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  11. In your example, is the suburban woman also a proponent of defunding the police? That aside, being homeless is a step along a continuum. Homeless can be living on the street, but it can also be living with 10 other people in a one bedroom apartment that doesn’t belong to you. It can be anyone from a druggie to a person who just lost their job and doesn’t have a clue how to function without a job or support system. I don’t think the police can help much in this instance. Connecting the lady with a homeless shelter would be a good path although if the suburban woman is from out of town, she probably doesn’t have that resource. I try but I can’t fully put my head around the many difficulties of being homeless.

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    1. Yeah…I’d say the defund the police would be part of her agenda. Living in a city I see all the things about homeless that people don’t really talk/think about. People always cite the person that is working but can’t keep up. While there are definitely people that fall into that category, there’s a whole host of other things. Then there are the scammers.

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  12. I think times are very tough and often those directed to help are at odds themselves and just trying to survive. With defund the police, less monies for social workers, etc. perhaps if she felt this way maybe a dollar donation would fund her guilt instead of waylaying to an agency. In a smaller area, they might have more resources to take care of their own.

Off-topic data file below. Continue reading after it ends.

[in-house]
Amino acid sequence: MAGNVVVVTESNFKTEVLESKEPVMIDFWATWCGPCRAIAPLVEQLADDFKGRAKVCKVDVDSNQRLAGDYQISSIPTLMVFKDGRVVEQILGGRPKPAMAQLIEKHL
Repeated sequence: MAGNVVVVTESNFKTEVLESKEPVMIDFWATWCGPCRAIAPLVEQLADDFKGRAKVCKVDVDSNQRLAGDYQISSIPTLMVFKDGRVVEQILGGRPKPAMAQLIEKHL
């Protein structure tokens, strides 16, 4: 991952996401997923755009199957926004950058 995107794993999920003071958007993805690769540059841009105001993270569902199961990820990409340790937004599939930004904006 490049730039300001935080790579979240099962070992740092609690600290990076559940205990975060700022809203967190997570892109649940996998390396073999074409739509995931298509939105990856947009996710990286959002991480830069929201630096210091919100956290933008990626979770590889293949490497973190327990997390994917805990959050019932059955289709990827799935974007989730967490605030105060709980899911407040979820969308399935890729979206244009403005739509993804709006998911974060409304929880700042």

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  13. For starters just because the woman appeared homeless doesn’t actually mean that she in fact was. Say she wasn’t and she couldn’t afford nice digs like the woman, who told the police officer on her, is wearing. Since that rat-ass woman caused more harm than good. She created fear, doubt, worry and apprehension, and emotional heartache. Those would be just a few mixed feelings the homeless ‘looking’ woman may feel towards the ‘well off’, suburbanite lady. Mixed with that hardened hatred situation, come thoughts of even more worry and concern but for the child only. Not knowing if she’d loose he/she or not.
    Anyways that’s where I went with it,.